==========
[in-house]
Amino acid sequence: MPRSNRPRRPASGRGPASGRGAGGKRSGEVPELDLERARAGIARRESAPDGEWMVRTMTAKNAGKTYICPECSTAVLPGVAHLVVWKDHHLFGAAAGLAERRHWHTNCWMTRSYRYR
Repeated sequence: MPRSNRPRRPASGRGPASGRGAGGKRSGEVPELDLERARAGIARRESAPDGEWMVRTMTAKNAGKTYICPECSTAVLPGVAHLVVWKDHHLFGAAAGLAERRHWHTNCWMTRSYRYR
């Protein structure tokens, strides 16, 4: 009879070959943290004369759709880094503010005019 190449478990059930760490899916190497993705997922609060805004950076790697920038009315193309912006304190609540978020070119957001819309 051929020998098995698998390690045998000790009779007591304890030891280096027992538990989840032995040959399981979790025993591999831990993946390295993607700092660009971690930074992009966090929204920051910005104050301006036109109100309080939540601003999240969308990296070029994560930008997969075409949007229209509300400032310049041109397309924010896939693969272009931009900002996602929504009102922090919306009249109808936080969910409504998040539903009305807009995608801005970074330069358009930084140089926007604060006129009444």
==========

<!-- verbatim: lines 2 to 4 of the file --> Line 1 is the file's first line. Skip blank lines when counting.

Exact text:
Amino acid sequence: MPRSNRPRRPASGRGPASGRGAGGKRSGEVPELDLERARAGIARRESAPDGEWMVRTMTAKNAGKTYICPECSTAVLPGVAHLVVWKDHHLFGAAAGLAERRHWHTNCWMTRSYRYR
Repeated sequence: MPRSNRPRRPASGRGPASGRGAGGKRSGEVPELDLERARAGIARRESAPDGEWMVRTMTAKNAGKTYICPECSTAVLPGVAHLVVWKDHHLFGAAAGLAERRHWHTNCWMTRSYRYR
């Protein structure tokens, strides 16, 4: 009879070959943290004369759709880094503010005019 190449478990059930760490899916190497993705997922609060805004950076790697920038009315193309912006304190609540978020070119957001819309 051929020998098995698998390690045998000790009779007591304890030891280096027992538990989840032995040959399981979790025993591999831990993946390295993607700092660009971690930074992009966090929204920051910005104050301006036109109100309080939540601003999240969308990296070029994560930008997969075409949007229209509300400032310049041109397309924010896939693969272009931009900002996602929504009102922090919306009249109808936080969910409504998040539903009305807009995608801005970074330069358009930084140089926007604060006129009444």